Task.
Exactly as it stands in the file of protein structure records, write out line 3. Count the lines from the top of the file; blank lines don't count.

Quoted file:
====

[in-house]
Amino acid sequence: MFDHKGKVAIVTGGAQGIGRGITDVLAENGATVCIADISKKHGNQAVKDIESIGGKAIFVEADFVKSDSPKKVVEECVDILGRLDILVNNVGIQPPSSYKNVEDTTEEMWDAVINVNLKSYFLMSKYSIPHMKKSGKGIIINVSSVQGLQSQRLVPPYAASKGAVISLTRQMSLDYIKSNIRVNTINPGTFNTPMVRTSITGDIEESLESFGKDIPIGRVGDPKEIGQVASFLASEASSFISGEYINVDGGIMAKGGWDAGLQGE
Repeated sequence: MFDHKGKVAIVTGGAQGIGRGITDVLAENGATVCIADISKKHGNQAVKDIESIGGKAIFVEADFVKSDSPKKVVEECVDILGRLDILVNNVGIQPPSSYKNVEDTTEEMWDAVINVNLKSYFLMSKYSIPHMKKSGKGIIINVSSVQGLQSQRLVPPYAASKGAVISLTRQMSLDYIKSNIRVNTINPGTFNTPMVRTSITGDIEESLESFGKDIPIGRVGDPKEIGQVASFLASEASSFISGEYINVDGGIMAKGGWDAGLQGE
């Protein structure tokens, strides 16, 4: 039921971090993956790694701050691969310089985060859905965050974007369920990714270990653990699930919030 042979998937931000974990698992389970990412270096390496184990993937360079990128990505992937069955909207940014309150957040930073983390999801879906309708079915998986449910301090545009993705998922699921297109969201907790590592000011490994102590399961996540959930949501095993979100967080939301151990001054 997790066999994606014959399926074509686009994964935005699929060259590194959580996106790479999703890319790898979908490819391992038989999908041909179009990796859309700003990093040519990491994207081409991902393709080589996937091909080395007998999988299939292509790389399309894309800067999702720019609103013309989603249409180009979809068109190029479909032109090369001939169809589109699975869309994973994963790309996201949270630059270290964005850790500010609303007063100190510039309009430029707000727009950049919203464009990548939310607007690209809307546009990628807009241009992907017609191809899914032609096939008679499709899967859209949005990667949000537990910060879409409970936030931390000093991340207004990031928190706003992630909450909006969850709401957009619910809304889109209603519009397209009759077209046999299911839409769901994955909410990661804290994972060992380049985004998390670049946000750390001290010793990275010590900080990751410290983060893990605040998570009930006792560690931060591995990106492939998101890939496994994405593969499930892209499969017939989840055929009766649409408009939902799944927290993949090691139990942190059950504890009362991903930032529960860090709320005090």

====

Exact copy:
Repeated sequence: MFDHKGKVAIVTGGAQGIGRGITDVLAENGATVCIADISKKHGNQAVKDIESIGGKAIFVEADFVKSDSPKKVVEECVDILGRLDILVNNVGIQPPSSYKNVEDTTEEMWDAVINVNLKSYFLMSKYSIPHMKKSGKGIIINVSSVQGLQSQRLVPPYAASKGAVISLTRQMSLDYIKSNIRVNTINPGTFNTPMVRTSITGDIEESLESFGKDIPIGRVGDPKEIGQVASFLASEASSFISGEYINVDGGIMAKGGWDAGLQGE